Called the Accelerated Development of Appropriate Patient Therapies (ADAPT SMART), and funded by the EU Innovative Medicines Initiative, the project is a collaboration between 32 international partners that includes regulators, patients, academia, and industry representatives.
The path that any new treatment takes from marketing authorisation to decisions on reimbursement and approval can take years to complete. So with new medicines being developed at pace, there is a need to make this process more efficient to allow patients to safely access treatments of potential benefit.
One strategy that aims to address this is the Medicines Adaptive Pathways to Patients (MAPPs). MAPPs allows patients with unmet medical needs to gain access to treatments as early as possible.
Through flexible pathways, MAPPS aims to increase the likelihood of a treatment's success as they are given to the patients who are most likely to respond to them.
This is done by ensuring mechanisms are in place to safely manage, access, and gather as much information as possible to inform decision making.
The strategy uses a set of objective measures, including appropriately designed real-world evidence studies, to monitor the response patients have to a new treatment over its entire lifespan. It then adjusts prescribing recommendations based on the evolving evidence base.
The new ADAPT SMART project seeks to develop a MAPPs model that is responsive to the needs of patients, regulators, healthcare professionals and members of the industry.
It aims to:
- gain consensus among all relevant healthcare stakeholders as to the evidence that will be required
- determine how multiple data sources can be best used to put MAPPs into action
- identify the scientific and societal challenges that MAPPs needs to address.
Sarah Garner, Associate Director for Science Policy at NICE and co-lead for WORKPACKAGE 1 of the ADAPT SMART project said: “MAPPs represents a more considered and integrated approach to the development and assessment of new drugs – potentially accelerating access of important treatments to patients with high unmet needs.
“The coordinated approach could therefore make a real difference to patients and help make the drug development process more sustainable by increasing efficiency. The UK health system and research capability is ideally placed to enable decision making to be coordinated with the collection of necessary real-world data.”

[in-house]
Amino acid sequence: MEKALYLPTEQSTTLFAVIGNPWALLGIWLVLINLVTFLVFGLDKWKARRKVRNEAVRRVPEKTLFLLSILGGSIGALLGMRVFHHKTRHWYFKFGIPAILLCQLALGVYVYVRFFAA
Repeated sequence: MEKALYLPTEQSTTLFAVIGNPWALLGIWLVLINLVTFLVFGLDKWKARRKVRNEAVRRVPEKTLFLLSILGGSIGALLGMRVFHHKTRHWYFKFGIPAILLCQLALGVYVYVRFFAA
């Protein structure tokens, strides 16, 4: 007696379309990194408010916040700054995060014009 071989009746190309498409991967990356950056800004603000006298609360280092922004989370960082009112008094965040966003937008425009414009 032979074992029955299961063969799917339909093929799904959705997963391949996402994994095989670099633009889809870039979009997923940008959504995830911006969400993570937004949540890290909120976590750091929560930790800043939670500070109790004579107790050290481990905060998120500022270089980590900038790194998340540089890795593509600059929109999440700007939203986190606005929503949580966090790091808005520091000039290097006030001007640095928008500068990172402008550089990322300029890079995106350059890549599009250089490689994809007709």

She added: “ADAPT-SMART will act as a catalyst, and the project will explore the feasibility of alternative reimbursement models and more pragmatic trial designs which are needed in the adaptive landscape. The activity will complement the real-world data activity NICE is undertaking as part of the IMI funded GetReal consortium.”
Hans-Georg Eichler, Senior Medical Officer at the EMA, said: “With the challenges facing healthcare in Europe, we see MAPPs as a vital tool to make the increasing number of promising new therapies available at the earliest appropriate time for patients with unmet medical needs.
“We need to do so in a way that is sustainable for all stakeholders in the healthcare ecosystem. ADAPT SMART is a vital programme to help achieve this goal.”
Finn Borlum Kristensen, Secretariat Director, EUnetHTA, Danish Health and Medicines Authority, added: “ADAPT SMART will act as a catalyst with an expectation that, as a multi-stakeholder project, it will make a meaningful contribution to efforts aiming at seamless introduction and faster patient access to effective health technologies within sustainable health systems.
“Issues we will be considering are reimbursement modes and strategies for evidence development including pragmatic trials that meet the requirements of both regulators and health technology assessment agencies.”